- Internet & the Web
How to Buy a SSL Certificate for Your Website and Domain
To Whom Who Read My Hub for the First Time
I once was a science major. I had to write lab reports which required concise and right-to-the-point writing. I never learned it. Then I became an English Literature major. In literature, I had to elaborate. Make it fun and interesting. I never graduated as an English major. So my writing is not concise and not interesting at the same time. So please keep that in mind when reading my hubs.
Why am I Writing This Hub?
I'm in my mid 20s, and I've used computer most of my life, and can't live without it. I am not a tech-genius. But I know little bit about HTML coding and took a couple of CCNA classes when I was in high school. What is CCNA? I forgot what it stands for, but it is something about computer networking. I took 2 years of that, but I still need to call the Cisco tech support when my router acts out.
I am an online business owner. When someone says online business, some may think internet scammers, or some may think internet millionaires. But when I hear online business, I think of a website, a website that sells stuff. I am an online business owner.
When you have a website, especially an e-commerce website, there are many tech-related things you need to take care of. And if you are an ordinary owner of an e-commerce website like me, you are probably not so good at tech-related stuff. So I hire people to do the stuff for me. Yes, I hire them, so I pay them. But sometimes, the people you pay to do stuff don't know what they're doing. And when you face so many troubles because people who got paid to do stuff screwed up, you learn many stuff while telling them what's wrong and explaining how it supposed to be. So here I was sitting at my laptop tonight checking my emails. Then I saw a email from my website hosting company. A person name "Customer Support" emailed me. Sometimes I find it amazing how those tech guys (or gals) don't even mention their first names when they write to someone. Anyhow, the email said they had problem when they tried to do something for me. So they wanted me to fix something so they can do the job little more easier. Sigh. From that person's email, I could see what might have been went wrong. So I started to write an email back telling him/her in detail what he/she has to do in order to do it right. Yes, I had to do it as if I'm teaching my grandma in her eighties how to turn-on a computer. Then I thought, 'Wait a minute. With the information in the email and a little bit of small talk, I can publish a hub!.' So here I am writing this hub, complaining about bad service, releasing my stress while complaining, worrying if anyone will even read this deep into my hub, and feeling little accomplished for actually writing another hub.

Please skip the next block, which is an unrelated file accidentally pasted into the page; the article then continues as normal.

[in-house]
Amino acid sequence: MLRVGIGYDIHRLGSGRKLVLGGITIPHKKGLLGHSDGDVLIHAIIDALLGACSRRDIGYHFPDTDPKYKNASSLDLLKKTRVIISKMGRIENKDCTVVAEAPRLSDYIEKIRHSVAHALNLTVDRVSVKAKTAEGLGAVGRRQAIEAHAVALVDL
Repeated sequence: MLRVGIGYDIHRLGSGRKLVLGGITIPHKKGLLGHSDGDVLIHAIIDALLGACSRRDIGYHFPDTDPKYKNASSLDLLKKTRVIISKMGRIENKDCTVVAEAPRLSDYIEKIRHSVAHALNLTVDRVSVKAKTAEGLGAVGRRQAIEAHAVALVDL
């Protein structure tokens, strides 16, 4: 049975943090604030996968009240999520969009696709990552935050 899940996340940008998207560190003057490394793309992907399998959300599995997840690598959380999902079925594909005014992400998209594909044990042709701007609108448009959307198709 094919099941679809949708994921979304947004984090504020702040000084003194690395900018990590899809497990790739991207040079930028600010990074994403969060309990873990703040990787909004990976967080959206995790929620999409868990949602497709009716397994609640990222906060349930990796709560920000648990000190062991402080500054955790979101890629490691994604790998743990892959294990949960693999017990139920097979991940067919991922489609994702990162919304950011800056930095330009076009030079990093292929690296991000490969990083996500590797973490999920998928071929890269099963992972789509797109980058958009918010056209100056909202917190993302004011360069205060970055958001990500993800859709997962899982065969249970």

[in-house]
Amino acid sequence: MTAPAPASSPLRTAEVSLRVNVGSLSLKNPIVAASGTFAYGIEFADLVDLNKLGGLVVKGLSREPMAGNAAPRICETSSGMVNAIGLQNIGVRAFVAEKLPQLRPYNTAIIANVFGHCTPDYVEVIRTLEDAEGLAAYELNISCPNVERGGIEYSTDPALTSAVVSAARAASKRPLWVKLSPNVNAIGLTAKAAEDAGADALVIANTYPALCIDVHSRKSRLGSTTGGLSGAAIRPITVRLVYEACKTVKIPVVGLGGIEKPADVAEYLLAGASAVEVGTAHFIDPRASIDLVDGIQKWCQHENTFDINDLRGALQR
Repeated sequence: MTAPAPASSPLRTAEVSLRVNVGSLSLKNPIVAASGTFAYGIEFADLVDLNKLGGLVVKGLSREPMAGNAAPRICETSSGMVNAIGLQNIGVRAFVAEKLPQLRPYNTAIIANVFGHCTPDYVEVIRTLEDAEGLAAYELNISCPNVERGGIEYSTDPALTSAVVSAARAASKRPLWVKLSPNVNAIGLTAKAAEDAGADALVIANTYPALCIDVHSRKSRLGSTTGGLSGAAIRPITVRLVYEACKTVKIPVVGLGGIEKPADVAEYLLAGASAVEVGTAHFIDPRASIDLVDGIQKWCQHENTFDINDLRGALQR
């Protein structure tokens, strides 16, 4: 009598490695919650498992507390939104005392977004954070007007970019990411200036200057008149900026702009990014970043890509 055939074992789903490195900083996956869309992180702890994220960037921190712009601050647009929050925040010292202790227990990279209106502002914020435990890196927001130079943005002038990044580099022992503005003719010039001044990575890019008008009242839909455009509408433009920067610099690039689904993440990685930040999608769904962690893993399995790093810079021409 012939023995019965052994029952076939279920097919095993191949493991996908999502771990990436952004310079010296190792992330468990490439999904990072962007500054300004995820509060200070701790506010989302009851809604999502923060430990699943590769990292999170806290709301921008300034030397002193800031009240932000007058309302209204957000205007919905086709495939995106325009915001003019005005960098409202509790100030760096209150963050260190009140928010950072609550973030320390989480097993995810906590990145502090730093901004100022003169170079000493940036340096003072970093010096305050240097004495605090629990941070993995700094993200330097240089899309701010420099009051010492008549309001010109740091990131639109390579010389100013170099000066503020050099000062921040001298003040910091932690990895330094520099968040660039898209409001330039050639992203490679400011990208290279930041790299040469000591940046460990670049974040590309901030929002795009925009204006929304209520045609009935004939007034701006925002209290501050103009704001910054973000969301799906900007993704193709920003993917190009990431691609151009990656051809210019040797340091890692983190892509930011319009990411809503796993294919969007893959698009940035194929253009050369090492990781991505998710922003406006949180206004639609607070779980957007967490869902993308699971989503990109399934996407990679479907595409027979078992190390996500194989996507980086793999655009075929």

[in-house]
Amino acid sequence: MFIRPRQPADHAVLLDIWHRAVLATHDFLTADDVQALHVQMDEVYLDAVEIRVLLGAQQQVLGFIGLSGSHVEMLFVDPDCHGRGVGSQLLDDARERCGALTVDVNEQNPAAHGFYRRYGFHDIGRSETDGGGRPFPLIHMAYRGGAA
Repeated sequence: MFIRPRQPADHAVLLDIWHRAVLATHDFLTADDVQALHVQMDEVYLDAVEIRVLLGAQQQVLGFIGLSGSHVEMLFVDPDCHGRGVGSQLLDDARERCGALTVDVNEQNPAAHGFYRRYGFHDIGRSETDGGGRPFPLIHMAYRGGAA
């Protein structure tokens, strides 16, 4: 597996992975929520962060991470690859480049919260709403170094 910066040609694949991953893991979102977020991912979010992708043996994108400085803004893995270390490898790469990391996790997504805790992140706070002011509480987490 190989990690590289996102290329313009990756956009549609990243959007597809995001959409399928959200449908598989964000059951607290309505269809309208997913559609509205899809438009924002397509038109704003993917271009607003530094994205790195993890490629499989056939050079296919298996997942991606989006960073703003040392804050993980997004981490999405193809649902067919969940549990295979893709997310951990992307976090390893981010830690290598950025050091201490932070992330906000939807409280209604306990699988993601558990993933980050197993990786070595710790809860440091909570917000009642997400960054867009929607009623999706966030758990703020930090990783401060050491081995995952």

What is SSL?
I recently purchased a SSL certificate for my website. I didn't know what it was, but I was told by a "technician" that I need it for a problem I was having.
Here is some backgrond story. I have an e-commerce website. When you have an e-commerce website, you have an account with a hosting company. A hosting company is the one who makes a website for you, or let you use their platform so you can make a website on your own. My hosting company is MARKETECTURE (Remember, I'm not promoting this company. It is as if: Just because I have a checking account with Bank of America, it doesn't mean I like their horrible fees). When I made a hosting account with them, I got a website. And when you have a website, you have a url, or domain name. Mine was "hyunchang.marketecturehosting.com." What a horribly long name! I call it a generic name, a cheap name. So to make my website sound little better, I went to GoDaddy.com and purchased a domain name called "ManyVites.com." And my hosting company linked "ManyVites.com" to my website.